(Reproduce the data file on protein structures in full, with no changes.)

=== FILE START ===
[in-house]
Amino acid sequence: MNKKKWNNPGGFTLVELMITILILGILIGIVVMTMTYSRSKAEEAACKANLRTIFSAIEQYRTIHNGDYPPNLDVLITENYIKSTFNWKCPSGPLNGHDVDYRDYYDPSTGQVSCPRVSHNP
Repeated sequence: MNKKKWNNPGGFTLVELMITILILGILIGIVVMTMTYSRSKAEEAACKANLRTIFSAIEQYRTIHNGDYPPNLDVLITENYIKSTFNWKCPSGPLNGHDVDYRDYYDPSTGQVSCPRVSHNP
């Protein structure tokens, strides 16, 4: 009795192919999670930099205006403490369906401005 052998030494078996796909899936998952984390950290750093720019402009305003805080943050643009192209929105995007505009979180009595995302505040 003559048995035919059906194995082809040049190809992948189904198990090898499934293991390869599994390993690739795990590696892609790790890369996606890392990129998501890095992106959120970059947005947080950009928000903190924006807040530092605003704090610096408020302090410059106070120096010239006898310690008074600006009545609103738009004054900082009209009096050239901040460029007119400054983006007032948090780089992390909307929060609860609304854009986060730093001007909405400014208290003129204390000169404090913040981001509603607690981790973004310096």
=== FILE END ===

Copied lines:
[in-house]
Amino acid sequence: MNKKKWNNPGGFTLVELMITILILGILIGIVVMTMTYSRSKAEEAACKANLRTIFSAIEQYRTIHNGDYPPNLDVLITENYIKSTFNWKCPSGPLNGHDVDYRDYYDPSTGQVSCPRVSHNP
Repeated sequence: MNKKKWNNPGGFTLVELMITILILGILIGIVVMTMTYSRSKAEEAACKANLRTIFSAIEQYRTIHNGDYPPNLDVLITENYIKSTFNWKCPSGPLNGHDVDYRDYYDPSTGQVSCPRVSHNP
């Protein structure tokens, strides 16, 4: 009795192919999670930099205006403490369906401005 052998030494078996796909899936998952984390950290750093720019402009305003805080943050643009192209929105995007505009979180009595995302505040 003559048995035919059906194995082809040049190809992948189904198990090898499934293991390869599994390993690739795990590696892609790790890369996606890392990129998501890095992106959120970059947005947080950009928000903190924006807040530092605003704090610096408020302090410059106070120096010239006898310690008074600006009545609103738009004054900082009209009096050239901040460029007119400054983006007032948090780089992390909307929060609860609304854009986060730093001007909405400014208290003129204390000169404090913040981001509603607690981790973004310096």